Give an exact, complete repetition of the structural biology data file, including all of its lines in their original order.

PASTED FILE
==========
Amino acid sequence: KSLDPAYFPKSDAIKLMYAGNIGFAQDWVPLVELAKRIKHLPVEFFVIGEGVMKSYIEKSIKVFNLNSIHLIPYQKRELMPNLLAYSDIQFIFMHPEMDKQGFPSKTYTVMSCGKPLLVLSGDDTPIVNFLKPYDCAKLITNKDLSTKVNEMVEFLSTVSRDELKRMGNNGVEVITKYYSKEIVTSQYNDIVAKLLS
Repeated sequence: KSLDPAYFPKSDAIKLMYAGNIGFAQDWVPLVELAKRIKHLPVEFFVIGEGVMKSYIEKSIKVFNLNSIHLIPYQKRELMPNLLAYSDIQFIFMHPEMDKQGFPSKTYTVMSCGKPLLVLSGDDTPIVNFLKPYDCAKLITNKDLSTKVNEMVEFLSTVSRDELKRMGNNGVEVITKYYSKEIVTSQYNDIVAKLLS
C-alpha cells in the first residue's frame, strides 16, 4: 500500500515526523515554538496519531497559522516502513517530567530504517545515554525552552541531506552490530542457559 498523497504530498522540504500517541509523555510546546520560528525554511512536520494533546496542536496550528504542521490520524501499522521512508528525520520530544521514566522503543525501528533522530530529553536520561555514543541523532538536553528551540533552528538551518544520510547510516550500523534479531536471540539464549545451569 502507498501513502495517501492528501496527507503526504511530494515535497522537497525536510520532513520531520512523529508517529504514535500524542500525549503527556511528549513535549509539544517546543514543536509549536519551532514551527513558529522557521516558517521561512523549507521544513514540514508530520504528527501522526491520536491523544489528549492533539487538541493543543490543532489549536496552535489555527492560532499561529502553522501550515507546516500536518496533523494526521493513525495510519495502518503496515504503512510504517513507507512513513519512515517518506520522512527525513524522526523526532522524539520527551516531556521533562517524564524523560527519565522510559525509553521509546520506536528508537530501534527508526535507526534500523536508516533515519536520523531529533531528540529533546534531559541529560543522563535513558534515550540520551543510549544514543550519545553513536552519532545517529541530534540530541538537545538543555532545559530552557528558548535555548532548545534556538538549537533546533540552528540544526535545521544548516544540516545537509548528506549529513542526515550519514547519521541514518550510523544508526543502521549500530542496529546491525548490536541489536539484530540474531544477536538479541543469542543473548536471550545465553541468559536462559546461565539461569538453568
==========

Amino acid sequence: KSLDPAYFPKSDAIKLMYAGNIGFAQDWVPLVELAKRIKHLPVEFFVIGEGVMKSYIEKSIKVFNLNSIHLIPYQKRELMPNLLAYSDIQFIFMHPEMDKQGFPSKTYTVMSCGKPLLVLSGDDTPIVNFLKPYDCAKLITNKDLSTKVNEMVEFLSTVSRDELKRMGNNGVEVITKYYSKEIVTSQYNDIVAKLLS
Repeated sequence: KSLDPAYFPKSDAIKLMYAGNIGFAQDWVPLVELAKRIKHLPVEFFVIGEGVMKSYIEKSIKVFNLNSIHLIPYQKRELMPNLLAYSDIQFIFMHPEMDKQGFPSKTYTVMSCGKPLLVLSGDDTPIVNFLKPYDCAKLITNKDLSTKVNEMVEFLSTVSRDELKRMGNNGVEVITKYYSKEIVTSQYNDIVAKLLS
C-alpha cells in the first residue's frame, strides 16, 4: 500500500515526523515554538496519531497559522516502513517530567530504517545515554525552552541531506552490530542457559 498523497504530498522540504500517541509523555510546546520560528525554511512536520494533546496542536496550528504542521490520524501499522521512508528525520520530544521514566522503543525501528533522530530529553536520561555514543541523532538536553528551540533552528538551518544520510547510516550500523534479531536471540539464549545451569 502507498501513502495517501492528501496527507503526504511530494515535497522537497525536510520532513520531520512523529508517529504514535500524542500525549503527556511528549513535549509539544517546543514543536509549536519551532514551527513558529522557521516558517521561512523549507521544513514540514508530520504528527501522526491520536491523544489528549492533539487538541493543543490543532489549536496552535489555527492560532499561529502553522501550515507546516500536518496533523494526521493513525495510519495502518503496515504503512510504517513507507512513513519512515517518506520522512527525513524522526523526532522524539520527551516531556521533562517524564524523560527519565522510559525509553521509546520506536528508537530501534527508526535507526534500523536508516533515519536520523531529533531528540529533546534531559541529560543522563535513558534515550540520551543510549544514543550519545553513536552519532545517529541530534540530541538537545538543555532545559530552557528558548535555548532548545534556538538549537533546533540552528540544526535545521544548516544540516545537509548528506549529513542526515550519514547519521541514518550510523544508526543502521549500530542496529546491525548490536541489536539484530540474531544477536538479541543469542543473548536471550545465553541468559536462559546461565539461569538453568